7 Conditions Your Orthopedic Foot And Ankle Surgeon Needs To Look Into

Orthopedic Foot And Ankle Surgeon

We are literally on our feet all day. Throughout the day, we walk, run, jump, or just stand. All this activity can cause us to face some problem or the other related to our feet or ankle. Your orthopedic foot and ankle surgeon will help you to take care of your aching feet and let you go back to your normal life through proper treatment of these 7 conditions

  1. Achilles Tendinitis/Tendonitis

When the Achilles Tendon gets inflamed, it is called Achilles Tendinitis or Tendonitis. The injury to the tendon can be caused when the muscle gets contracted suddenly and forcefully. This can be Insertional (affecting the lower part of the heel) or Non-Insertional. In the case of the latter, tiny tears in the middle of muscle cause it to break down, thicken and swell. For most people, simply immobilizing the affected foot for some time, followed by physical therapy, is the common course of treatment. But surgery is recommended for young athletes to enable the healed tendon to regain its strength easily. 

2. Achilles Rupture

If the Achilles tendon tears partially or totally, it is called Achilles Rupture. This can be due to reduced flow of blood, over-stretching, or any trauma to the muscle. It is commonly seen in active middle-aged people. If not treated properly, a fully torn Achilles tear may not heal and cause difficulty in walking. To help the tendon to heal, a cast, brace or walking boot is used. Surgery can also be done as it helps to improve ankle movement and increases strength.

3. Plantar Fasciitis

When too much pressure is put on the Plantar Fascia, it can get torn or damaged, leading to inflammation. This can affect either the arch or heel or even both. People who have a defective feet structure such as high arched feet or flat feet are quite prone to getting Plantar Fasciitis. Taking rest, applying ice, and stretching the affected area can help. Surgery is done to reduce the tension on the affected muscle.

4. Sesamoiditis

Sesamoiditis refers to the pain in the 2 very small joints under the big toe on the ball of the feet. It is caused when the sesamoid bone and its associated tendon gets inflamed. Usually, pain occurs while performing certain activities. You will need to rest your feet and apply a cold compress or ice to the painful area. Wearing shoes with no or low heels helps. You could tape the big toe so that it bends down a little. If required, you can undergo surgery to remove the affected sesamoids.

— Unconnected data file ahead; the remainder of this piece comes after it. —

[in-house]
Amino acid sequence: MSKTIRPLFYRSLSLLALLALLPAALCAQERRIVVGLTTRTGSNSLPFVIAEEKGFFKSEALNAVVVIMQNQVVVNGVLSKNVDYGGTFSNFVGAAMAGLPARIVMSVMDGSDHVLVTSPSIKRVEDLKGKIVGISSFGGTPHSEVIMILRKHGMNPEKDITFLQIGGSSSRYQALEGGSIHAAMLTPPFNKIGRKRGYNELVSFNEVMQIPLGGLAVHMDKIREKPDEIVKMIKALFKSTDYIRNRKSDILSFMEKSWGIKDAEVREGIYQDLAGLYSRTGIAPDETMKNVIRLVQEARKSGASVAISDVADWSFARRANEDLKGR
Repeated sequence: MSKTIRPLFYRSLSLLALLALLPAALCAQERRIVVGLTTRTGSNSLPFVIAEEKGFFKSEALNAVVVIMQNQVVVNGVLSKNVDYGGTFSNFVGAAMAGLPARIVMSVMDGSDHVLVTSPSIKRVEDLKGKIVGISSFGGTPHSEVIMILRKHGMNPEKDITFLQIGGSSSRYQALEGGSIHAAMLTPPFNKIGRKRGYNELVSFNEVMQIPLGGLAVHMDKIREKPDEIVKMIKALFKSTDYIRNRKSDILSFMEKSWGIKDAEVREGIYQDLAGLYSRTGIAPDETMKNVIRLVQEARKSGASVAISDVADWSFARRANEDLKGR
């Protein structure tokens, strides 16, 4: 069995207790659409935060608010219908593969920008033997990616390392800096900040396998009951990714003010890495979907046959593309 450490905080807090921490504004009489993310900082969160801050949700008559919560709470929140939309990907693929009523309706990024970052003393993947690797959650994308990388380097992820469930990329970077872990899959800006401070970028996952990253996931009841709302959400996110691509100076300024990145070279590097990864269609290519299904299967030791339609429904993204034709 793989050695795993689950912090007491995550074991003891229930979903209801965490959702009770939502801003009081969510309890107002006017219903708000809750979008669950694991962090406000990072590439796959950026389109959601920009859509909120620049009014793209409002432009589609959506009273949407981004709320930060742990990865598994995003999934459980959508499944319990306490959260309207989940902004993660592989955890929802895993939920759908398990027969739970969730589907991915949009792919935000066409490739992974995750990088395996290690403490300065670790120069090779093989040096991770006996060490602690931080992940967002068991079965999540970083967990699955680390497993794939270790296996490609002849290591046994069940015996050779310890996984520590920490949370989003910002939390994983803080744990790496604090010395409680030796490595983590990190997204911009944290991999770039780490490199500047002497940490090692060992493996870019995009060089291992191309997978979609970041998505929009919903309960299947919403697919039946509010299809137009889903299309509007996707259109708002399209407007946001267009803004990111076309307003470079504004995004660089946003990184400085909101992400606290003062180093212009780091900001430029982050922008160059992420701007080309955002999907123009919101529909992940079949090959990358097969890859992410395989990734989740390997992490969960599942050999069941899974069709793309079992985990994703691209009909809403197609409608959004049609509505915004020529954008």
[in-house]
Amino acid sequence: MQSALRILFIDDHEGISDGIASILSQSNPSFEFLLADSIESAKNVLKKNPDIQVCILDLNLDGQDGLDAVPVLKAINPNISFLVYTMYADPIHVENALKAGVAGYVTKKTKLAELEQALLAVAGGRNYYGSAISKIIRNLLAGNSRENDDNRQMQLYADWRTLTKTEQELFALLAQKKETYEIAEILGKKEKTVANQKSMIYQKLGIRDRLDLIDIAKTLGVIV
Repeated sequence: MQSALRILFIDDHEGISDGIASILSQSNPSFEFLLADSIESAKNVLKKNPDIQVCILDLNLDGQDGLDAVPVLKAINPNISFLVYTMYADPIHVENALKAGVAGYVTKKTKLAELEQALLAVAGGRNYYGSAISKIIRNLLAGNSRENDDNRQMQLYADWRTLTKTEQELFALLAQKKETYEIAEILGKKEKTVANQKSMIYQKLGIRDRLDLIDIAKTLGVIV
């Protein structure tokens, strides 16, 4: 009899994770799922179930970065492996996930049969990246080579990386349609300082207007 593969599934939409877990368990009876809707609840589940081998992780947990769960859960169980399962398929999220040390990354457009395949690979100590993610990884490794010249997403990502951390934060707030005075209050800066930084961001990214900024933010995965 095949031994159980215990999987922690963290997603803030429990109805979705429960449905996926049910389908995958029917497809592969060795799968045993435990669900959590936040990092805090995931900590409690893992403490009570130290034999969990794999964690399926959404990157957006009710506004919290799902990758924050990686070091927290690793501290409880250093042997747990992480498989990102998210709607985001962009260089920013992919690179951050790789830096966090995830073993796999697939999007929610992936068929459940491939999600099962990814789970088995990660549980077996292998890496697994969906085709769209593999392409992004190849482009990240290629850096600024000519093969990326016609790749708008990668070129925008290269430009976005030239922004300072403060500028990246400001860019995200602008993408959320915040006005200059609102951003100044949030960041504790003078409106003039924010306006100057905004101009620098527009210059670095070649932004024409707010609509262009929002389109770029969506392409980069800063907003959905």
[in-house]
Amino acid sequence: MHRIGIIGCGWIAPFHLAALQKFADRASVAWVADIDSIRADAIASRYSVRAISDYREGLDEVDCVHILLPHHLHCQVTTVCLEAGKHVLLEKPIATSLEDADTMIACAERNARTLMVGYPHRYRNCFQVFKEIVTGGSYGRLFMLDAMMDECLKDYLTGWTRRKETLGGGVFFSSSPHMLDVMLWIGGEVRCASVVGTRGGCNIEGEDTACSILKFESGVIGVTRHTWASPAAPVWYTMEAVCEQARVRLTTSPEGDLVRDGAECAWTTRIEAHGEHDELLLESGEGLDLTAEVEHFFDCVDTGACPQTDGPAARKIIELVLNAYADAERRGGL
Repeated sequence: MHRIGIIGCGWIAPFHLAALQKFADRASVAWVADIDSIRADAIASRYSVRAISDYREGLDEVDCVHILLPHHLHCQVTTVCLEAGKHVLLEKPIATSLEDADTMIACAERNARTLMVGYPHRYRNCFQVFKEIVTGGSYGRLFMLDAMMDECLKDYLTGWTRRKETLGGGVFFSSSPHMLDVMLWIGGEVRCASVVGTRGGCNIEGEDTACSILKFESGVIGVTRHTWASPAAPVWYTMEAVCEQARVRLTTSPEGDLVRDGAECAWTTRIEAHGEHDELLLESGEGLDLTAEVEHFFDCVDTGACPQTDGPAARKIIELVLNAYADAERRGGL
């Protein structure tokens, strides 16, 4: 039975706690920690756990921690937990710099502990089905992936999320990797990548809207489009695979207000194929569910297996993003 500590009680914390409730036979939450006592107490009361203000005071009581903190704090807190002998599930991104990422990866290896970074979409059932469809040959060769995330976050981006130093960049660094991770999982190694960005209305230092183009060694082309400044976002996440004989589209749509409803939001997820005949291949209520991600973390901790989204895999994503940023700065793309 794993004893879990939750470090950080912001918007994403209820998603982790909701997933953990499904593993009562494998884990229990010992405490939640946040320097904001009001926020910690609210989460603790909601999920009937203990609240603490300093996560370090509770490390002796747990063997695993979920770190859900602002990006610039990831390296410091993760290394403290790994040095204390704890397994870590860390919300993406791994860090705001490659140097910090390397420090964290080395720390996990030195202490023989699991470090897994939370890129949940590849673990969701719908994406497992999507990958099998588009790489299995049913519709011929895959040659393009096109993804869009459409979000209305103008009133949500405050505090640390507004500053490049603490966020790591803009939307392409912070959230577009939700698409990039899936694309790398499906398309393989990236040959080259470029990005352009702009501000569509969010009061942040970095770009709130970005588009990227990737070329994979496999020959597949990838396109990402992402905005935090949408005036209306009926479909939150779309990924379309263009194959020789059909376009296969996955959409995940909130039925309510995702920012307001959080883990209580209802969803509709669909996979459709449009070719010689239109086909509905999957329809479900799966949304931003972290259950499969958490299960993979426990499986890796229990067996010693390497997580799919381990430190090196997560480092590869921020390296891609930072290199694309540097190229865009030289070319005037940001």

5. Bunions

The bump on the big toe is called a bunion. It makes the joint of the big toe move into the second toe, which can result in a change in the bone structure. The condition gradually develops into a painful and visible lump. Wearing wider shoes is suggested to prevent the bunion from growing. If required, surgery can be done to restructure the bones, so bunions don’t reoccur. 

6. Hammertoes

When a person wears improper fitting shoes, it can cause a deformity in the joints associated with the toes. It is caused by an imbalance in the muscles surrounding the toes. If diagnosed earlier, wearing proper shoes can help to reverse the condition. However, with time, the deformed bone will get rigid and may require surgery.

7. Osteoarthritis of the foot & ankle

When your foot or ankle joints get inflamed, it could be caused by osteoarthritis. It causes pain or tenderness, swelling, and stiffness in the joint. This is usually caused by wear and tear of the protective cartilage between bones due to old age. The pain and stiffness in joints tend to get to increase as the degeneration progresses. The condition is managed with a combination of medication, braces, and physical therapy. But if these don’t provide relief, surgery helps to reduce pain and have a good quality of life.

ConclusionIf you are overweight or over the age of 50 years, you are more prone to getting problems in the foot and ankle. Wearing comfortable and properly fitting shoes is very important not to exacerbate existing conditions. If you start exercising, walking, or running,  it is always advisable to start slowly and gradually increase the amount of time. This allows your body to adjust itself to the activity gradually and not cause injury.

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